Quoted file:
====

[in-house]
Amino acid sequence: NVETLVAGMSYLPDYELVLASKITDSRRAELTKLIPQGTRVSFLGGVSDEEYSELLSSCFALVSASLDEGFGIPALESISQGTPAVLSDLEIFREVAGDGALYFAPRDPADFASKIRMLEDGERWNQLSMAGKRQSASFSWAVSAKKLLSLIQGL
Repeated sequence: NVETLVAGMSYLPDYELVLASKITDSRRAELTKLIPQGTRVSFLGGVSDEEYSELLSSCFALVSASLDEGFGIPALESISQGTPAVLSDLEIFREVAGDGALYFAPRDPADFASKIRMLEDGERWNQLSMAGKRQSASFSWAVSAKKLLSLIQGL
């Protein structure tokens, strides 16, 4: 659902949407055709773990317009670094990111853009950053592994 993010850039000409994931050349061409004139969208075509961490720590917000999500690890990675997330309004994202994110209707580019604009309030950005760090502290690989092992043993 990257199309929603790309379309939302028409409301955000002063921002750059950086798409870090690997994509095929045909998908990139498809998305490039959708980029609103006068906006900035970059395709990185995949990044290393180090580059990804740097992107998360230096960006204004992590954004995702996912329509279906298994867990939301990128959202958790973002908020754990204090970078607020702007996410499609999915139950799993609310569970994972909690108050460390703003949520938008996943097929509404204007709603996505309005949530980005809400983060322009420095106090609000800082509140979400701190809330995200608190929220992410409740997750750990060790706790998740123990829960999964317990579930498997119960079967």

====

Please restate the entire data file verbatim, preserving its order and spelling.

[in-house]
Amino acid sequence: NVETLVAGMSYLPDYELVLASKITDSRRAELTKLIPQGTRVSFLGGVSDEEYSELLSSCFALVSASLDEGFGIPALESISQGTPAVLSDLEIFREVAGDGALYFAPRDPADFASKIRMLEDGERWNQLSMAGKRQSASFSWAVSAKKLLSLIQGL
Repeated sequence: NVETLVAGMSYLPDYELVLASKITDSRRAELTKLIPQGTRVSFLGGVSDEEYSELLSSCFALVSASLDEGFGIPALESISQGTPAVLSDLEIFREVAGDGALYFAPRDPADFASKIRMLEDGERWNQLSMAGKRQSASFSWAVSAKKLLSLIQGL
């Protein structure tokens, strides 16, 4: 659902949407055709773990317009670094990111853009950053592994 993010850039000409994931050349061409004139969208075509961490720590917000999500690890990675997330309004994202994110209707580019604009309030950005760090502290690989092992043993 990257199309929603790309379309939302028409409301955000002063921002750059950086798409870090690997994509095929045909998908990139498809998305490039959708980029609103006068906006900035970059395709990185995949990044290393180090580059990804740097992107998360230096960006204004992590954004995702996912329509279906298994867990939301990128959202958790973002908020754990204090970078607020702007996410499609999915139950799993609310569970994972909690108050460390703003949520938008996943097929509404204007709603996505309005949530980005809400983060322009420095106090609000800082509140979400701190809330995200608190929220992410409740997750750990060790706790998740123990829960999964317990579930498997119960079967």